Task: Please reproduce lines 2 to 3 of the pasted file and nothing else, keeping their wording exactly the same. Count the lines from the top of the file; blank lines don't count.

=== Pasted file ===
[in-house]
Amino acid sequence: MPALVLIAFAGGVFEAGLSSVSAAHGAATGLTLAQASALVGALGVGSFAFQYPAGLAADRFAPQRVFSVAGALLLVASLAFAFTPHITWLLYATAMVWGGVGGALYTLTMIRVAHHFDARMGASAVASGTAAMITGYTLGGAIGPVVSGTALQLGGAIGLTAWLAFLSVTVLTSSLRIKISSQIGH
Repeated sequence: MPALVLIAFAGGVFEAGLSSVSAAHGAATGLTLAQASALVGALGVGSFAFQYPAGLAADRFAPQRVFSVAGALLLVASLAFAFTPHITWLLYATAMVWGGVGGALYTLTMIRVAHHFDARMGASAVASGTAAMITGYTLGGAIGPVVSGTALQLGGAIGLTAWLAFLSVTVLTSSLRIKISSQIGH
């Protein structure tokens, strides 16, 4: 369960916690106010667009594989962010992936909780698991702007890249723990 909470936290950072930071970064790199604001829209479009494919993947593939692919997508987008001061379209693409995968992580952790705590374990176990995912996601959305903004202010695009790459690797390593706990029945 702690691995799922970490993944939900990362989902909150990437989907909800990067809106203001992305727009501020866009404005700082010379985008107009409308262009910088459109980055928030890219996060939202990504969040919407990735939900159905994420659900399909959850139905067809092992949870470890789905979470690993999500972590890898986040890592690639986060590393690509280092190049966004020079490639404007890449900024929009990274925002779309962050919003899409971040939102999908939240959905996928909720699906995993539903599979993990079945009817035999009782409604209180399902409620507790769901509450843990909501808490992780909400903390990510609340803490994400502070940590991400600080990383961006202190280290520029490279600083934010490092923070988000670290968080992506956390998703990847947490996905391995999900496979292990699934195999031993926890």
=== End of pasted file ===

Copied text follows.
Amino acid sequence: MPALVLIAFAGGVFEAGLSSVSAAHGAATGLTLAQASALVGALGVGSFAFQYPAGLAADRFAPQRVFSVAGALLLVASLAFAFTPHITWLLYATAMVWGGVGGALYTLTMIRVAHHFDARMGASAVASGTAAMITGYTLGGAIGPVVSGTALQLGGAIGLTAWLAFLSVTVLTSSLRIKISSQIGH
Repeated sequence: MPALVLIAFAGGVFEAGLSSVSAAHGAATGLTLAQASALVGALGVGSFAFQYPAGLAADRFAPQRVFSVAGALLLVASLAFAFTPHITWLLYATAMVWGGVGGALYTLTMIRVAHHFDARMGASAVASGTAAMITGYTLGGAIGPVVSGTALQLGGAIGLTAWLAFLSVTVLTSSLRIKISSQIGH